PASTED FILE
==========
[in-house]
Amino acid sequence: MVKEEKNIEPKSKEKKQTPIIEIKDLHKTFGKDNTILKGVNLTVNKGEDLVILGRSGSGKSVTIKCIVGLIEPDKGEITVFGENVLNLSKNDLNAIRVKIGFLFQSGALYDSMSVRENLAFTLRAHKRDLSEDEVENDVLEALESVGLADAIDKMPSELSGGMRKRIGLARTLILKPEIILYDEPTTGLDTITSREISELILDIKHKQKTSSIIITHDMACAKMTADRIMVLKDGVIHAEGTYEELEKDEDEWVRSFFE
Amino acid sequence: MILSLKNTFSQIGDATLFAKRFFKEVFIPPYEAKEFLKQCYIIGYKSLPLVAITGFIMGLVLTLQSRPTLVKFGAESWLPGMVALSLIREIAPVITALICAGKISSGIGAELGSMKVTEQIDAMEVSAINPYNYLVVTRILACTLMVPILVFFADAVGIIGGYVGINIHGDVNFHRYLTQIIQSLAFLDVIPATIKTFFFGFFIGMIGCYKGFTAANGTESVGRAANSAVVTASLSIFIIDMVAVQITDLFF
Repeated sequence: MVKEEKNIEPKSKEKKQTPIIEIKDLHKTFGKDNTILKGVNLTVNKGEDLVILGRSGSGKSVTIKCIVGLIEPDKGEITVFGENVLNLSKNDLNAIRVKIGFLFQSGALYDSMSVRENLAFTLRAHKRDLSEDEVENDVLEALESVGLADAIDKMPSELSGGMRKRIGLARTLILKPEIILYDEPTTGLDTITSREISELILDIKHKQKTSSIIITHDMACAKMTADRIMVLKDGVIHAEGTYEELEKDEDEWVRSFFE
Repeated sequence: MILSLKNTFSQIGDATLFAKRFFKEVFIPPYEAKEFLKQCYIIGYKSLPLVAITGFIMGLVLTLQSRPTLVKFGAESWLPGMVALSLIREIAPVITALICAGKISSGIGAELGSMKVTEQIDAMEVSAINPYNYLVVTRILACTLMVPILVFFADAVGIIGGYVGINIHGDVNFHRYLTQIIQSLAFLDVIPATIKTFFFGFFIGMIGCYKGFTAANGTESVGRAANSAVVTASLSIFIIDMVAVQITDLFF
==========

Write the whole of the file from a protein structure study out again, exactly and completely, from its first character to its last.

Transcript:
[in-house]
Amino acid sequence: MVKEEKNIEPKSKEKKQTPIIEIKDLHKTFGKDNTILKGVNLTVNKGEDLVILGRSGSGKSVTIKCIVGLIEPDKGEITVFGENVLNLSKNDLNAIRVKIGFLFQSGALYDSMSVRENLAFTLRAHKRDLSEDEVENDVLEALESVGLADAIDKMPSELSGGMRKRIGLARTLILKPEIILYDEPTTGLDTITSREISELILDIKHKQKTSSIIITHDMACAKMTADRIMVLKDGVIHAEGTYEELEKDEDEWVRSFFE
Amino acid sequence: MILSLKNTFSQIGDATLFAKRFFKEVFIPPYEAKEFLKQCYIIGYKSLPLVAITGFIMGLVLTLQSRPTLVKFGAESWLPGMVALSLIREIAPVITALICAGKISSGIGAELGSMKVTEQIDAMEVSAINPYNYLVVTRILACTLMVPILVFFADAVGIIGGYVGINIHGDVNFHRYLTQIIQSLAFLDVIPATIKTFFFGFFIGMIGCYKGFTAANGTESVGRAANSAVVTASLSIFIIDMVAVQITDLFF
Repeated sequence: MVKEEKNIEPKSKEKKQTPIIEIKDLHKTFGKDNTILKGVNLTVNKGEDLVILGRSGSGKSVTIKCIVGLIEPDKGEITVFGENVLNLSKNDLNAIRVKIGFLFQSGALYDSMSVRENLAFTLRAHKRDLSEDEVENDVLEALESVGLADAIDKMPSELSGGMRKRIGLARTLILKPEIILYDEPTTGLDTITSREISELILDIKHKQKTSSIIITHDMACAKMTADRIMVLKDGVIHAEGTYEELEKDEDEWVRSFFE
Repeated sequence: MILSLKNTFSQIGDATLFAKRFFKEVFIPPYEAKEFLKQCYIIGYKSLPLVAITGFIMGLVLTLQSRPTLVKFGAESWLPGMVALSLIREIAPVITALICAGKISSGIGAELGSMKVTEQIDAMEVSAINPYNYLVVTRILACTLMVPILVFFADAVGIIGGYVGINIHGDVNFHRYLTQIIQSLAFLDVIPATIKTFFFGFFIGMIGCYKGFTAANGTESVGRAANSAVVTASLSIFIIDMVAVQITDLFF